And though the media of both would have loved Prime Minister Narendra Modi and President Xi Jinping to have given them more material by having a confrontation of some sort, they managed to not only keep the meeting co-cordial, they also praised each other's contribution in other areas such as BRICS etc.
Though the Chinese media and the various spokesperson of its government have continued to make statements that may rub their Indian counterparts the wrong way. The meeting in Hamburg seems to have given the cue to other leaders, at least on the Indian side, to tone down the rhetoric when it came to the present stand-off between the two countries.
This is the reason that in the past week or so, none of the top leadership on the Indian side has made inciting statements on the issue. A marked difference from earlier comments made such as those by Army Chief General Bipin Rawat about the Army being prepared for a two-and-a-half front war or Defence Minister Arun Jaitley reminding China that India is not the same as that of 1962.
Media is not doing anyone any favours
The situation at the tri-junction is complicated and tense enough without the media of both countries adding fuel to fire. As instead of helping with bringing out facts related to the issue, the focus has now shifted in justifying aggression from both forces.
While this might be helpful for in the search for TRP's, it is not doing anyone any favours, especially the Army of both countries. Though it is being done so under the garb of showing support to the armed forces, it should be remembered that calls for war is easily made sitting in air-conditioned studios and newsrooms, far away from the reality that soldiers who take part in them die and nations, irrespective of a victory or defeat, lose considerably in terms of human and economic loss.
Instead of questioning the false bravado of the leaders of their country by checking and double checking tall claims made by them, the channels have turned into a propagandist machinery selling an agenda. This while understandable in terms of the state media in China is almost disastrous in the case of private channels in India.
The risk can be seen by not only the 1962 war between the countries where missteps by the government of the time created the circumstances which led to the brief yet damaging war for India. The steps have been blamed by observers of the events of the time on the country's leaders trying to pacify the media and the public of the country which wanted the government to take action against the Chinese.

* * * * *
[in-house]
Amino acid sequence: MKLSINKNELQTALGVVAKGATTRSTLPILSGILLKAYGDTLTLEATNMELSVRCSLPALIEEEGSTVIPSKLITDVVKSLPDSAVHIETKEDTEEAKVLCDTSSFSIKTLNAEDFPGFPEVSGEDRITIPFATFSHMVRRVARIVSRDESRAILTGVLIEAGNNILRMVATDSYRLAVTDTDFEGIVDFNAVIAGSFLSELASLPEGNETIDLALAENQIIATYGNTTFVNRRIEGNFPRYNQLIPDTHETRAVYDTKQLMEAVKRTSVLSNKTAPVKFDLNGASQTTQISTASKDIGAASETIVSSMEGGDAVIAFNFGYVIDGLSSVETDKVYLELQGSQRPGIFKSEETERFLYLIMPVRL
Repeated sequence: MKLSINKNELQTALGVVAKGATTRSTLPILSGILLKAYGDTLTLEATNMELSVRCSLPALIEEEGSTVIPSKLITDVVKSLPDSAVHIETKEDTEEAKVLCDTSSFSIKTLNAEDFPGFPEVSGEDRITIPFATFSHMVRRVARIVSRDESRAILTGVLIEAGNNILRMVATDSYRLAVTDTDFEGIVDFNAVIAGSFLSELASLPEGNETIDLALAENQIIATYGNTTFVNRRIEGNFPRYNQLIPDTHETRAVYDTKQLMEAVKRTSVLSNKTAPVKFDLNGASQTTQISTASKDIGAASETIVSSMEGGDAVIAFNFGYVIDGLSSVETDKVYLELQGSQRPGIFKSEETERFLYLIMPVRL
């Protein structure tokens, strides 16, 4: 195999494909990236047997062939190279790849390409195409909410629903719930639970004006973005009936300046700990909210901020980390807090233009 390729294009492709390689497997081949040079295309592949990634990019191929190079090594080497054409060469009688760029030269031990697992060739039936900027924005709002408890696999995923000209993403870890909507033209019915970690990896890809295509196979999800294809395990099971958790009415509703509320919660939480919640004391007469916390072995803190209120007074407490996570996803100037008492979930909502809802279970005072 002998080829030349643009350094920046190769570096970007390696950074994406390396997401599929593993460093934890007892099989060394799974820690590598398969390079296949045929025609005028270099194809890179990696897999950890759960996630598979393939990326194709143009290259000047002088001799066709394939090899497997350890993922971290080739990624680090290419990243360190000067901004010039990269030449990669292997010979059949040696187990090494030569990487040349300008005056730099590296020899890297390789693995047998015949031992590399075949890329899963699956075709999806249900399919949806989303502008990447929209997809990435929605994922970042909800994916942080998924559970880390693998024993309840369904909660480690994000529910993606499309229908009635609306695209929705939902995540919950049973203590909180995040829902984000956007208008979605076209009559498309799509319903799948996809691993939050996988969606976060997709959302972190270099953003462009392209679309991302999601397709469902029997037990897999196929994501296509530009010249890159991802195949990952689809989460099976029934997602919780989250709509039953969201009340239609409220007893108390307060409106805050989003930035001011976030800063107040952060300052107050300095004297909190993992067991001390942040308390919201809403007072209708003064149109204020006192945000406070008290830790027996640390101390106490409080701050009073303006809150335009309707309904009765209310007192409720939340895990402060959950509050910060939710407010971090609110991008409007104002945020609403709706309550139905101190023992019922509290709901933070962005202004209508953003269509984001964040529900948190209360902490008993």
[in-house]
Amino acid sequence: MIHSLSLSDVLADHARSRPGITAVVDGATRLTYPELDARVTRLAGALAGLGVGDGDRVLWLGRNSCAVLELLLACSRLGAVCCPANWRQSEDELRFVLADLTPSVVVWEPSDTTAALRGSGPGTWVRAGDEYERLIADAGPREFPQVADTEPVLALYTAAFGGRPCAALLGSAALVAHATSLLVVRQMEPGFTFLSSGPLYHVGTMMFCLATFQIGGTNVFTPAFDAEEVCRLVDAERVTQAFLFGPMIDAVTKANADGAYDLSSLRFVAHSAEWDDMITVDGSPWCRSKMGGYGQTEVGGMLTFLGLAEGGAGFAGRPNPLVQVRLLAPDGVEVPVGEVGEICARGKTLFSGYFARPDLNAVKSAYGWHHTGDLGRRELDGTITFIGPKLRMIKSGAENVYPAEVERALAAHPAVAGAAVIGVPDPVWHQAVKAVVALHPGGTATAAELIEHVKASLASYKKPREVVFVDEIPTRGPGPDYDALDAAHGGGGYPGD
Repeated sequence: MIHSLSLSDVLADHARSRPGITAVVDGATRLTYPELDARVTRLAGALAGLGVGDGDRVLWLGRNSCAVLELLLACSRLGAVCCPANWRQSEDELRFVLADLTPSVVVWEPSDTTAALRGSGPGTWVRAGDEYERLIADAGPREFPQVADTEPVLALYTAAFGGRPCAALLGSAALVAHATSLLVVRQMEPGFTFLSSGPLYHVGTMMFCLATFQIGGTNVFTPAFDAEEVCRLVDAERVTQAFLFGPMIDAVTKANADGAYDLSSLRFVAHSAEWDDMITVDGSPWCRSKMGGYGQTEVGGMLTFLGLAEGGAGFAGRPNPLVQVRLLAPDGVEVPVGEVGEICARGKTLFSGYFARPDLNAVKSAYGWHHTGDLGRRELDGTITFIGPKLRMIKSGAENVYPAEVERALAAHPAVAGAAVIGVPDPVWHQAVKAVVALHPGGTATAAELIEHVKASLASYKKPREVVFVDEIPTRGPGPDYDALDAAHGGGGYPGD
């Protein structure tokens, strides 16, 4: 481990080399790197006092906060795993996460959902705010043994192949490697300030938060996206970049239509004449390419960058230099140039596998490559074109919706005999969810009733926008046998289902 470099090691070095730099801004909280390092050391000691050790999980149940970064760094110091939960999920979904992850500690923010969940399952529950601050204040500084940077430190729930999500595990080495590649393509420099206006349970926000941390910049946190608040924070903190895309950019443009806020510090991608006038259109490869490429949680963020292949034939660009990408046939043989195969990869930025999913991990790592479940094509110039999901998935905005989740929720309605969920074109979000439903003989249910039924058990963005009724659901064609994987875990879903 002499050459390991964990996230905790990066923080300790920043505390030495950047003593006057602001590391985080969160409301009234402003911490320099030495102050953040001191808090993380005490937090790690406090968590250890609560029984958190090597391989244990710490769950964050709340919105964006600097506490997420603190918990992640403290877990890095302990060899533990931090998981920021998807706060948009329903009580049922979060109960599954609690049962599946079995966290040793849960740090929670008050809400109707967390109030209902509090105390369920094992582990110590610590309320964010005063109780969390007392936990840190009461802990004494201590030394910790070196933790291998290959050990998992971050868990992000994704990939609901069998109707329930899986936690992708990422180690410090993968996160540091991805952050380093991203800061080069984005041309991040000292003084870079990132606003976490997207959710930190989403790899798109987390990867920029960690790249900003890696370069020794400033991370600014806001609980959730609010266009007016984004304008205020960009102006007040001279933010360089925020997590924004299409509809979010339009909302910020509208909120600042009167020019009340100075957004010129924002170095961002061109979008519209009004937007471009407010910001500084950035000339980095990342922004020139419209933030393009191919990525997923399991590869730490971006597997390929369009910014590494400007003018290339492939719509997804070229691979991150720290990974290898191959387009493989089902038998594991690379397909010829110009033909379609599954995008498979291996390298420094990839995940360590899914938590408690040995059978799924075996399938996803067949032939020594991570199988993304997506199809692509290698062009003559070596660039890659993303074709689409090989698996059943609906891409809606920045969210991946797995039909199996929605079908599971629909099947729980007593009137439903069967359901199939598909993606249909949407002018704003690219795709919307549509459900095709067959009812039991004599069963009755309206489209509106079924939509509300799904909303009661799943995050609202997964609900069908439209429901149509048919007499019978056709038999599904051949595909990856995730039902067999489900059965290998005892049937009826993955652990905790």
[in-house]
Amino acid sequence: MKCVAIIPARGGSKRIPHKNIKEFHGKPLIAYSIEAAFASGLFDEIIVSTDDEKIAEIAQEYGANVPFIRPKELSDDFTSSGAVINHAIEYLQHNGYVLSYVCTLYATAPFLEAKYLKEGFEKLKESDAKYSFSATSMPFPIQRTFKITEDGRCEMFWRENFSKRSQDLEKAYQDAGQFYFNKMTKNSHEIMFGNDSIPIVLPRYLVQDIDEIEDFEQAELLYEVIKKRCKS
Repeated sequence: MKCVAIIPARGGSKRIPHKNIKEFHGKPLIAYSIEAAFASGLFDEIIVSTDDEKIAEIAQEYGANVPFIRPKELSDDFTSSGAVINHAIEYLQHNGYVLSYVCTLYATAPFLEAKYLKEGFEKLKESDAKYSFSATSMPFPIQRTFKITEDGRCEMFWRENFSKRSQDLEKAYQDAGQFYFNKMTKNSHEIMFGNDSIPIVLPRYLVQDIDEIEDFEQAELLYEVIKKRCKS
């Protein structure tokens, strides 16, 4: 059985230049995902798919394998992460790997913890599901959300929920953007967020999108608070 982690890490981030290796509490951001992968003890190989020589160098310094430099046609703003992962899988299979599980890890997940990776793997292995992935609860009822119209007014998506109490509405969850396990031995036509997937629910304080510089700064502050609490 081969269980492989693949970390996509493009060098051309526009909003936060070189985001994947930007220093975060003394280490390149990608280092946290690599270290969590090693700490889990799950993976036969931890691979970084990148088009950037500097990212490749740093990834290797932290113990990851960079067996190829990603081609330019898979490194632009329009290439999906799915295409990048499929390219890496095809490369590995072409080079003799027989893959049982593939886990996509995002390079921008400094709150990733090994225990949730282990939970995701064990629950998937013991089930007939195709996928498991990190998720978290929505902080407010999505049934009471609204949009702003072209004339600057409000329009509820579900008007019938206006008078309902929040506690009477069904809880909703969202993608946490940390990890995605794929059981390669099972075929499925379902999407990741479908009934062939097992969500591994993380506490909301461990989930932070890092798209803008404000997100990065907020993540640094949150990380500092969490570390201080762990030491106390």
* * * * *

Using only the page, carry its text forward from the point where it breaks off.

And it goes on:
Such risks hold true not only related to the Indian media but also of foreign countries. A recent example being the flawed reporting from American journalist on the threat posed by Iraq which was misreported, intentionally or unintentionally, to possess weapons of mass destruction. This created an environment where the public supported the US government's decision to got to war. Ramifications of which are still being faced by the world.
An ideal opportunity to correct past wrongs
The idea and action of course correction is an extremely difficult task, especially when not provided with a mechanism to make the mistakes being made visible. The working of the Chinese media and reporting done by it is exactly such a tool for the Indian media.
This comes not only as a view in the mirror of the flaws in reporting in terms of the happenings in the border with China but also in the case of Pakistan. Along with the overall mode that the majority of channels in India seem to have taken, of not questioning the narrative put out by those in power through a neutral journalistic lens. Instead, they are serving to the watching public exactly what those in the government would want the nation to know for its own benefits. This is not journalism, even if it might be paraded as that.
So if it is felt in India that the media in China is wrong and is not performing its duties, a logical corollary to it is that the India television media is guilty of the same. And it would do well to learn from the past and recent history, so as to not repeat the mistakes that could end up causing damages to those on the front, whether that along with China or Pakistan.